• Days of Heaven is both a towering achievement for Malick and a “goodbye” for 20 years as he goes on one of the oddest and longest mid-year hiatuses of any auteur in history (he wouldn’t resurface until The Thin Red Line in 1998). Baffling.
  • The Vietnam experience is finally starting to become a big part of cinema in 1978 with both The Deer Hunter and Coming Home in the top 10—obviously that would continue going into 1979 with Apocalypse Now

MIchael Cimino’s The Deer Hunter— the steel mill shots of the town shot in Pennsylvania and Ohio

from Cimino’s The Deer Hunter – Vilmos Zsigmond as cinematographer

  • Clearly in 1978 horror is a major artistic genre with both Carpenter’s Halloween and Romero’s sequel (superior to the original in this case) ending up either in or flirting with the top five of the year on the year-end list.

from the mesmerizing opening of Carpenter’s Halloween– POV camerawork and one of the most recognizable movie scores

long before the term of “elevated horror” was known by cinephiles – Romero’s horror re-ups Hawks’ Rio Bravo here in Dawn of the Dead 

  • The box office champion in the US is Grease but not far behind is Superman– a super hero film long before they were common- but this was a big budget, well produced film—with perhaps the greatest John Williams score of them all.
  • Sadly, 1978 is the last archiveable film for the great John Cazale who gave us five archiveable performances in just seven short years. He’d pass away from cancer (age of 42) before the premiere of The Deer Hunter in 1978. All five films would be masterpieces. That’s right—he’s in The Godfather, The Godfather: Part II, The Conversation, Dog Day Afternoon and here in 1978 The Deer Hunter and that’s literally it. This would top even James Dean and Daniel Day Lewis for per film average and it won’t happen again in 100 more years of cinema.
  • It is a very light year for big first-timers in the archives—Kathy Bates is all I have for 1978 on the acting side with her work in Straight Time and Paul Schrader is here behind the camera with Blue Collar. Schrader was certainly the hottest young screenwriter at the time coming off Taxi Driver in 1976 and he parlayed that into an exceptional career as director as well.


best performance male: Yet another down year here in 1978. Earlier in the decade there were times when eight, ten, twelve slots didn’t seem like enough and here we simply have three. Robert De Niro continues his utter dominance over this category in 1978 with his work in The Deer Hunter. This is the fourth mention (Mean Streets, The Godfather: Part II, Taxi Driver– all masterpieces) in six years (1973-1978) for De Niro. Christopher Walken (also in The Deer Hunter) and Richard Gere (Days of Heaven) are very worthy runners up to De Niro. Walken, as I said before, doesn’t need a long apprenticeship as he takes the leap from a single hilarious scene in Annie Hall to a remarkable, fully fleshed character in The Deer Hunter. He and De Niro have the Russian roulette scenes together- but also the poetic, extended wedding scene. This is the career best performance to date still for Walken– and ditto for Gere.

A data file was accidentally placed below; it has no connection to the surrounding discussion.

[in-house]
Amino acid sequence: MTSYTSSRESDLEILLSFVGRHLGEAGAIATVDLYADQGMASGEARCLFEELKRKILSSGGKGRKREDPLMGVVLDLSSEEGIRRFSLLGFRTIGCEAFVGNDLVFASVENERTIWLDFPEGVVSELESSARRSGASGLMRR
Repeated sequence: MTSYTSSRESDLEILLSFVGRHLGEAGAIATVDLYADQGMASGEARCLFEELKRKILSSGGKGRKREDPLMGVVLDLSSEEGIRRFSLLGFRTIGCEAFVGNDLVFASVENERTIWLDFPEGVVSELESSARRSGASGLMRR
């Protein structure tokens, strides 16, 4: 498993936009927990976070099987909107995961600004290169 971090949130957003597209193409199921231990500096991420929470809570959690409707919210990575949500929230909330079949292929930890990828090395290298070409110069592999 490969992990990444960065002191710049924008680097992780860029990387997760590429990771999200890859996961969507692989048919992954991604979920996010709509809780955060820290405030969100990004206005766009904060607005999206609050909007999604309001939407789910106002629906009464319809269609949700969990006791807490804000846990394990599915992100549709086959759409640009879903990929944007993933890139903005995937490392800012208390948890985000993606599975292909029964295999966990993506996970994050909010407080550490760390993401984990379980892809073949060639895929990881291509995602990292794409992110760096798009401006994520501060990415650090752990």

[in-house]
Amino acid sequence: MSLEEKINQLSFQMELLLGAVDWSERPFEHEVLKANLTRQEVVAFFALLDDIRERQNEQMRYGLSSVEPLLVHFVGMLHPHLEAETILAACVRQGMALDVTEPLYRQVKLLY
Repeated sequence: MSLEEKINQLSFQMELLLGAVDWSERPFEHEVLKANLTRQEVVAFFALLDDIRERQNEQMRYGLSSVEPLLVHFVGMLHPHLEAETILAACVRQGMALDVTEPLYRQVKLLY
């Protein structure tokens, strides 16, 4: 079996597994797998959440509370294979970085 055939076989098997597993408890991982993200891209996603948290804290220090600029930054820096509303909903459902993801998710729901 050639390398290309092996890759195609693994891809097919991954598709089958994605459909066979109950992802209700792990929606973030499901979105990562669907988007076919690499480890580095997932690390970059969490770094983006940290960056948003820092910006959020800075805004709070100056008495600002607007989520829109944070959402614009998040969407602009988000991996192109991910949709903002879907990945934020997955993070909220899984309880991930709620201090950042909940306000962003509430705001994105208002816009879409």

the few moments of actual action in Cimino’s “war” film are made even more intense by the rest of the film being filled with somber, quiet, patient sequences


best performance female:  Meryl Streep gives the best female performance of the year in The Deer Hunter.  Streep doesn’t have the intensity of the Russian roulette scenes like her male counterparts, but her character is well developed for sure and her intimate scenes with both Walken and De Niro are amongst the best in the film. Behind her we have the great Ingrid Bergman in Ingmar Bergman’s (that’s tough to say- the two Swedes) Autumn Sonata. Ingrid would pass away in 1982, but this is her swan song- and last archiveable film. It’s great to see Ingmar and Ingrid, two all-time greats, finally pair up and work together. Liv Ullmann is here as well for her work in the same film alongside the unrelated Bergmans and Geraldine Page is here for her work in Interiors. The last mention here is for the young Linda Manz for her work in Days of Heaven. It is her memorable voice-over of course on the audio.

Ingrid Bergman and Liv Ullman- two of the ten greatest screen actresses of all-time duel it out in one of 1978’s best films

top 10

  1. Days of Heaven
  2. The Deer Hunter
  3. Autumn Sonata
  4. Interiors
  5. Halloween
  6. Dawn of the Dead
  7. The Tree of Wooden Clogs
  8. Midnight Express
  9. In a Year with 13 Moon
  10. Coming Home


it still astonishes me that as fast as he was working and shooting- Fassbinder could produce shots and sequences like this from In a Year with 13 Moons

from Ermanno Olmi’s The Tree of Wooden Clogs

a jaw-dropper from De Palma’s The Fury


Archives, Directors, and Grades

An Enemy of the People – Schaefer R
An Unmarried Woman- Mazursky
Animal House – Landis R
Autumn Sonata- Bergman MS
Big Wednesday – Milius R/HR
Blue Collar- Schrader R
California Suite- Ross R
Comes a Horseman – Pakula R
Coming Home – Ashby HR
Dawn of the Dead- Romero MS
Days of Heaven- Malick MP
Fedora – Wilder R
Grease – Kleiser R
Halloween- Carpenter MS
Heaven Can Wait- Beatty
In a Year With 13 Moons- Fassbinder HR
Interiors – Allen MS
Invasion of Body Snatchers- P. Kaufman R
Killer of Sheep – Burnett R
La Cage aux Folles – Molinaro R
Les rendez-vous d’Anna- Akerman R
Midnight Express- Parker HR
Piranha – Dante R
Pretty Baby- Malle R
Remember My Name – Rudolph R/HR
Straight Time- Grosbard HR
Superman: The Movie- Donner R
The Boys From Brazil- Schaffner R
The Buddy Holly Story- Rash R
The Deer Hunter- Cimino MP
The Driver-W. Hill R
The Fury- De Palma R
The Green Room- Truffaut
The Silent Partner – D. Duke R
The Tree of Wooden Clogs – Olmi HR
Watership Down – Rosen R
Who’ll Stop the Rain- Reisz R


*MP is Masterpiece- top 1-3 quality of the year film

MS is Must-See- top 5-6 quality of the year film

HR is Highly Recommend- top 10 quality of the year film

R is Recommend- outside the top 10 of the year quality film but still in the archives